Sun Pacific grows mandarins at its orchard outside Fillmore. It hires independent contractors to deliver empty bins to the orchard, pick the fruit, and deliver full bins to the packing house. Each contractor provides its own pickers, truck drivers, and forklift operators.

In February 2012, Alaniz, a truck driver employed by Navarro Trucking, delivered a truckload of empty bins to Sun Pacific’s orchard. A forklift driven by Roberto Reynosa—who was employed by another independent contractor, J. Antonio Rosa Lule—unloaded bins from the north side of the trailer. Alaniz climbed onto the trailer and, as space became available on the north, pulled bins over so Reynosa could unload them. No one from Sun Pacific directed Alaniz to do this.

While pulling a stack of bins, Alaniz fell off the truck and onto the ground. Reynosa drove forward, crushing Alaniz’s leg under the forklift. He offered to take Alaniz to the doctor. Alaniz declined Reynosa’s offer and chose to finish working his shift instead. He went to a clinic four hours later, and subsequently underwent surgery on his leg and shoulder.

Trial
*2 Alaniz and his wife sued Sun Pacific, Lule, and Reynosa for negligence, and Sun Pacific for premises liability. At trial, Alaniz testified that a Sun Pacific supervisor, Filipe Merino, told him to park at a specific location on the south side of the road; cars parked on the road made it too narrow for a forklift to access the trailer from the south. Alaniz also said that Reynosa told him to climb onto the trailer and pull the bins to its north side so Reynosa could unload them. Reynosa claimed that “everybody [did] this so it was okay to go up there and do it.” Alaniz asked if they could instead move the cars parked on the north side of the road so he could park there, but Reynosa said that would take too long. Alaniz got onto the truck and pulled the bins to the north side of the trailer as directed by Reynosa.

Reynosa testified that Merino called him when Alaniz arrived at the orchard and told him to tell Alaniz where to park so he could unload the bins. Reynosa conveyed this instruction, and Alaniz complied by backing up a short distance. Reynosa said that cars did not block Alaniz from moving the truck so the forklift could reach the bins on the south. He denied telling Alaniz to get on the trailer to move the bins.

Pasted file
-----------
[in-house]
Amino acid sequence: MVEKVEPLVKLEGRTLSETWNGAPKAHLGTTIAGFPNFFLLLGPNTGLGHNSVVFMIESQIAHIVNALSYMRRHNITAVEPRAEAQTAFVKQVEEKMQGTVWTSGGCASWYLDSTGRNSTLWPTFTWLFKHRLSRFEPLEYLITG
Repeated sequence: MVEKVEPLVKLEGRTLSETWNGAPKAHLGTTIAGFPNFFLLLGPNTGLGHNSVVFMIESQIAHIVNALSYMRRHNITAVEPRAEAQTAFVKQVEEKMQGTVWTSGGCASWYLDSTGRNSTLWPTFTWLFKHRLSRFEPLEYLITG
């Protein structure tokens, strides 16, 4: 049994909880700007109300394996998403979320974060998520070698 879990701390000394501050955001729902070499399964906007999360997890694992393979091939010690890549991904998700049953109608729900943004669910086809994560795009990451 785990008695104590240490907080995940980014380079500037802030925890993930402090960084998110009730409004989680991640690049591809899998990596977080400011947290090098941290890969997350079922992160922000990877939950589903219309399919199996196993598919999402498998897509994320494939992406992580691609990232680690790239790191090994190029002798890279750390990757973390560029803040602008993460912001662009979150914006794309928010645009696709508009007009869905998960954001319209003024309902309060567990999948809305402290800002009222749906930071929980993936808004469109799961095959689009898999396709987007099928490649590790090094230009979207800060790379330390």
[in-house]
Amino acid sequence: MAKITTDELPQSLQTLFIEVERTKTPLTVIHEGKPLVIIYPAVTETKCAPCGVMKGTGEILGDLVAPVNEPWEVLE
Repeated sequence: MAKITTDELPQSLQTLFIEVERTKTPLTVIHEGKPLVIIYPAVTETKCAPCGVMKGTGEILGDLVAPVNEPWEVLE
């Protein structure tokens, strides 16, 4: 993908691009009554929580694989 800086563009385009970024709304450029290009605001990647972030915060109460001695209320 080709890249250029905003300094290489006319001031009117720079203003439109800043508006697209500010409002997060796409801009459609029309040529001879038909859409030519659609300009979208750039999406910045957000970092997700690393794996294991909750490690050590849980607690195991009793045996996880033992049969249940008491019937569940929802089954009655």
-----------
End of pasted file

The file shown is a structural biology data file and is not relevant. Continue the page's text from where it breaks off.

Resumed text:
Merino denied telling Alaniz where to park, denied telling Reynosa to unload Alaniz’s truck, and denied talking to either Alaniz or Reynosa before the accident. He testified that cars were not blocking Alaniz’s truck.

A defense expert, Dr. Richard Rosenberg, testified that Alaniz’s injuries would have been less serious if he had gone to the hospital sooner. It “would [have been] so advantageous” if he could have seen a doctor within an hour. It is about a 25-minute drive from Fillmore to Ventura County Medical Center.

Alaniz’s expert, Dr. Robert Klapper, testified that the seriousness of Alaniz’s leg injuries did not depend on how quickly he got to the hospital.

Life-care planner Carol Hyland testified about future medical care costs, including an orthopedist, a physical therapist, gym membership, functional restoration program, and attendant care or chore services. She said that she included those services in her cost calculation on the recommendation of Dr. Klapper. Dr. Klapper testified that he only had expertise in orthopedics, however, and was responsible for only certain aspects of Hyland’s report.

Jury instructions
The trial court instructed the jury on general principles of negligence, but refused Lule and Reynosa’s request for a modified version of CACI No. 1009B, the instruction that explains negligent exercise of retained control pursuant to Privette and Hooker. Although Sun Pacific relied on the Privette/Hooker doctrine throughout trial, the record does not establish that it joined Lule and Reynosa’s request.

The trial court also instructed the jury on general principles of premises liability. It did not instruct on a landowner’s limited responsibility to employees of an independent contractor pursuant to the Privette/Hooker doctrine. Sun Pacific relied on the doctrine throughout trial, but did not request an instruction on it.

Lule and Reynosa requested a jury instruction on mitigation of damages based on Alaniz’s delay in seeking medical treatment. The trial court refused the instruction, reasoning that it would be based on speculation because there was no evidence of how long an ambulance would have taken to reach the work site.

Verdict
The jury found for Alaniz and his wife, and assigned 40 percent responsibility to Sun Pacific, 35 percent to Lule and Reynosa, 15 percent to Navarro Trucking, and 10 percent to Alaniz. After reducing the award for workers’ compensation benefits, the trial court awarded Alaniz $2,563,190 for past and future economic and noneconomic losses. It awarded his wife $131,250 for loss of consortium.

Motions for new trial and JNOV
*3 Sun Pacific moved for a new trial and for JNOV on the basis that substantial evidence did not support either negligence or premises liability. The new trial motion also challenged the court’s failure to give a mitigation of damages instruction and its admission of evidence regarding future medical expenses. The trial court denied both motions.

DISCUSSION

Privette/Hooker jury instructions
Sun Pacific contends the trial court prejudicially erred because it did not instruct the jury on the Privette/Hooker doctrine as it applies to either negligence or premises liability. The Alanizes assert Sun Pacific forfeited its contention because it did not request the instructions at trial. We disagree with the Alanizes because without the instructions the court incorrectly explained the applicable law. (Suman v. BMW of North America, Inc. (1994) 23 Cal.App.4th 1, 9, 28 Cal.Rptr.2d 133 (Suman).)